OSHA recently announced it intends to update its
30-year-old crane standard. Operator training heads a list of
changes expected in the revised rule.
It sounds like a classic "man bites dog" story: Industry
representatives persuade a somewhat reluctant OSHA to update a
regulation. But that appears to be precisely what happened in July,
when OSHA took the first step toward revising its construction
safety standards for cranes and derricks (29 CFR 1926.550).
The agency announced it would begin accepting nominations for a
negotiated rulemaking committee and that it expects the committee to
draft a proposed rule within 18 months of its first meeting.
Perhaps even more remarkable for a safety community often stymied
by contention, stakeholders appear to agree on what they want in the
revised OSHA rule.
Industry Pushes for a New Crane Rule
From computers to hydraulics, crane technology has changed a lot
since 1971, while OSHA's crane rule has not. The agency's existing
regulation relies heavily on a late 1960s vintage of the American
National Standards Institute (ANSI) B-30.5 standard for crawler
Unlike a good wine, an ANSI standard does not generally improve
with age. That's why the American Society of Mechanical Engineers,
ANSI's standards developing organization for B-30 standards,
continually updates the standards for crane manufacturing,
operational procedures, inspection requirements and operator
In its announcement that it would update the crane rule through
negotiated rulemaking, OSHA pointed to the progress made by the
crane workgroup of the Advisory Committee for Construction Safety
and Health (ACCSH) as evidence of the ability of stakeholders to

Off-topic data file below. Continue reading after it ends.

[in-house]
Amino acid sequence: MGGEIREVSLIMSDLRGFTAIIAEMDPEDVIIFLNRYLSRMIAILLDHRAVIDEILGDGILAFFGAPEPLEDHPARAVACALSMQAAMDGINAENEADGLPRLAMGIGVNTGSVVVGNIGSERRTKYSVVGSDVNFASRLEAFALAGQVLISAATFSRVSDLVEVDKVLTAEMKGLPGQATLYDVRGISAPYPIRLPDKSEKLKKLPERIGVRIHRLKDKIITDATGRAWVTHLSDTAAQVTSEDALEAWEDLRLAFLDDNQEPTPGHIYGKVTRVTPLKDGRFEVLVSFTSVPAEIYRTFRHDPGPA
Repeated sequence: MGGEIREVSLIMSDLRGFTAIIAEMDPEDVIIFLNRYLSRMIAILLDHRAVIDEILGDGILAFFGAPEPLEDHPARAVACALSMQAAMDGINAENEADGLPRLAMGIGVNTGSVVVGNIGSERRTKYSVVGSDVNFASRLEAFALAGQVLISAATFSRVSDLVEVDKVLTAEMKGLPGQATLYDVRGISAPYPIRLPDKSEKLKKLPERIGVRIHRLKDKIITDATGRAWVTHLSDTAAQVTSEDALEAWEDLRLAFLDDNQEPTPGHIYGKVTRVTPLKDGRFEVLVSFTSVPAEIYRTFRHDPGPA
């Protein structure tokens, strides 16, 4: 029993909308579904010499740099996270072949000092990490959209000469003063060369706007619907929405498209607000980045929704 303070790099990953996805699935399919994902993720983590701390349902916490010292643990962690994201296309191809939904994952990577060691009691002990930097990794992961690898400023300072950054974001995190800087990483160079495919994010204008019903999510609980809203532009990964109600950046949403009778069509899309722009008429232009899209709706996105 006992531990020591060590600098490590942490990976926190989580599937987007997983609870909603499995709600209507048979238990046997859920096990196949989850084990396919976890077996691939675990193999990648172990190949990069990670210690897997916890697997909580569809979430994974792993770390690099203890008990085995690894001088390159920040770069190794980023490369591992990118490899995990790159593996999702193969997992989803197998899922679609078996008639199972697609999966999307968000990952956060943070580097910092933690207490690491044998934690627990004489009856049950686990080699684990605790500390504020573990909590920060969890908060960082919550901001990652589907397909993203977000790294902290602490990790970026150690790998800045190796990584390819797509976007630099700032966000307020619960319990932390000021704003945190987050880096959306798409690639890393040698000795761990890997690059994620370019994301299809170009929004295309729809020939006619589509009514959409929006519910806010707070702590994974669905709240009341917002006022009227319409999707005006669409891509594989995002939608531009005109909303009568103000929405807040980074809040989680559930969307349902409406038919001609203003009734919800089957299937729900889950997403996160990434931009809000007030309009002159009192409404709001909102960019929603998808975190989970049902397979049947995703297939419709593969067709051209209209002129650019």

reach agreement (see "Crane Rule Update: ACCSH Workgroup Prepares
the Field" on page 36).
A mixture of genuine concern for safety and economic
self-interest appear to be driving the desire of crane
manufacturers, construction companies and others for an updated
"We want people using our cranes to go home at night," explained
Michael Brunet, P.E., manager of the boom group at the Manitowoc Co.
With headquarters in the small Wisconsin town that gave the company
its name, Manitowoc is one of the largest remaining American-owned
crane manufacturers. Users of Manitowoc cranes applaud the
manufacturer for its dedication to safety, and the company is deeply
involved in the push for an updated OSHA standard. "We have a vested
interest in seeing that cranes are operated safely, given the amount
of litigation that can follow a crane accident," commented Paul
Pukita, manager of structural design at Manitowoc.
John Buck, the company's corporate safety director, noted there
are three components to crane safety: crane design, the operating
environment and the operator's control. "As crane manufacturers, we
can only control one-third of that equation," Buck said.
Construction companies also have reasons for wanting an updated
OSHA standard. Douglas Sidelinger, equipment supervisor for Cianbro
Corp., a Pittsfield, Maine, heavy construction contractor, pointed
out that conflicts between OSHA's old rule and the more up-to-date
industry consensus ANSI B-30.5 standard can pose dilemmas for
construction firms. For example, OSHA does not allow crane
operations within 10 feet of an electrical power line, but the ANSI